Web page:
SXSW Records

Phases and Stages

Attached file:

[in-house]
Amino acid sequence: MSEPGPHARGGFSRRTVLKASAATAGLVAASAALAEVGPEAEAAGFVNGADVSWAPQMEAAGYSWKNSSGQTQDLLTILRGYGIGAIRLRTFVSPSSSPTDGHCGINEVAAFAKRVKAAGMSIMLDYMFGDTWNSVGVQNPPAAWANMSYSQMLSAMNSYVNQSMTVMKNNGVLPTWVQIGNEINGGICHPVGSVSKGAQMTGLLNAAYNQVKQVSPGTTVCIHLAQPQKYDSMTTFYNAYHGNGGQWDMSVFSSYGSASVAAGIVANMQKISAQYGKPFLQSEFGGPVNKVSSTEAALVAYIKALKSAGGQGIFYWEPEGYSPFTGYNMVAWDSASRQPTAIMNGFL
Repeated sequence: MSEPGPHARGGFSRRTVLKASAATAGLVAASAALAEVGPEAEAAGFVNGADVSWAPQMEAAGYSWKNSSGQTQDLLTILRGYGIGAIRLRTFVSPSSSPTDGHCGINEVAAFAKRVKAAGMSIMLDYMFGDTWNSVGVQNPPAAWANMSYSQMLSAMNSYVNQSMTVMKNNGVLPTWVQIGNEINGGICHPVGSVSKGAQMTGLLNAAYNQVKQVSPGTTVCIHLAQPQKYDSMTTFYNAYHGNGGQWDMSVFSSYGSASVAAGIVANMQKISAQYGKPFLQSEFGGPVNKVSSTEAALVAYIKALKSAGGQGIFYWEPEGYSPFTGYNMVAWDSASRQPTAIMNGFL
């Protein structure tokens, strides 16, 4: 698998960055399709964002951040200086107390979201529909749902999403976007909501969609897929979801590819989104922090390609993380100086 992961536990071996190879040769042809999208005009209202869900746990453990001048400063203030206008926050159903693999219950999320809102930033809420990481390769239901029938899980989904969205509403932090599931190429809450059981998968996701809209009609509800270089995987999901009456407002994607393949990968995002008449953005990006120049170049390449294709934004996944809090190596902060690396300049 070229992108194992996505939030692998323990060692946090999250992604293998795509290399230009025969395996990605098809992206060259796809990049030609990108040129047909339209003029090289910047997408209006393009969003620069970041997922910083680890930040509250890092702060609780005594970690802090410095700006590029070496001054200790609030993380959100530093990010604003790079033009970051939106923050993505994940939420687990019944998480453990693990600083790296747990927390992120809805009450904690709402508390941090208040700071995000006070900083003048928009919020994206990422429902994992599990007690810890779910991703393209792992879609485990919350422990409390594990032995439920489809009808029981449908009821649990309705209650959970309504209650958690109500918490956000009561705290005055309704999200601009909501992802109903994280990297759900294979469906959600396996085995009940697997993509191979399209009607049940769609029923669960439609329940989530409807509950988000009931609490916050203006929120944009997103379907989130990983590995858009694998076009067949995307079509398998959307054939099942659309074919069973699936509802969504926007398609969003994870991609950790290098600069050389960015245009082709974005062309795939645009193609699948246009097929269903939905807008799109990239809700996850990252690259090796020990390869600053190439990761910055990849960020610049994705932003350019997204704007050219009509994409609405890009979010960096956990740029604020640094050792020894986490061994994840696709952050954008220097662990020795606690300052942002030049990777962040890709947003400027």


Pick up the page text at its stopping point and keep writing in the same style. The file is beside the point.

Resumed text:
Life on Other Planets (Island) In 1996, England's Supergrass brought the then-nascent Britpop explosion stateside in a burst of manic teenage energy. Shortly thereafter, they all but vanished, leaving behind a pair of muttonchop sideburns and what appeared to be Limahl's hairpiece. Much has been made of the Oxford trio's apparent disregard for the niceties of Yank-stroking; they've been so far off the American radar in the past decade that they might as well have been the Wedding Present, forlorn and unopened, on the altar of college radio. Which is odd, since Gaz Coombes' so-fuzzed-it-might-as-well-be-a-moldy-peach guitar, Mickey Quinn's chunkier-than-Jif bass, and Danny Goffey's drill press drumming always coalesces into something buoyant and fresh. Bouncy, jouncy, flouncy, trouncy -- fun, fun, fun, fun, fun -- Supergrass are like Tigger on a bathtub crank bender, and Life on Other Planets, with the smirk of "Rush Hour Soul" and hashed-out splendor of "Never Done Nothing Like That Before" (pure the Damned) is a juvenile cluster bomb of goofy guitar shenanigans. It's a hit-or-miss affair (when is Supergrass not?), sporting, as it does, the T-Rex/Kinks/Sweet cadger "Grace" and annoyingly electro closer "Run." Everyone's second favorite band, still. (Stubb's, Saturday, March 15, midnight)


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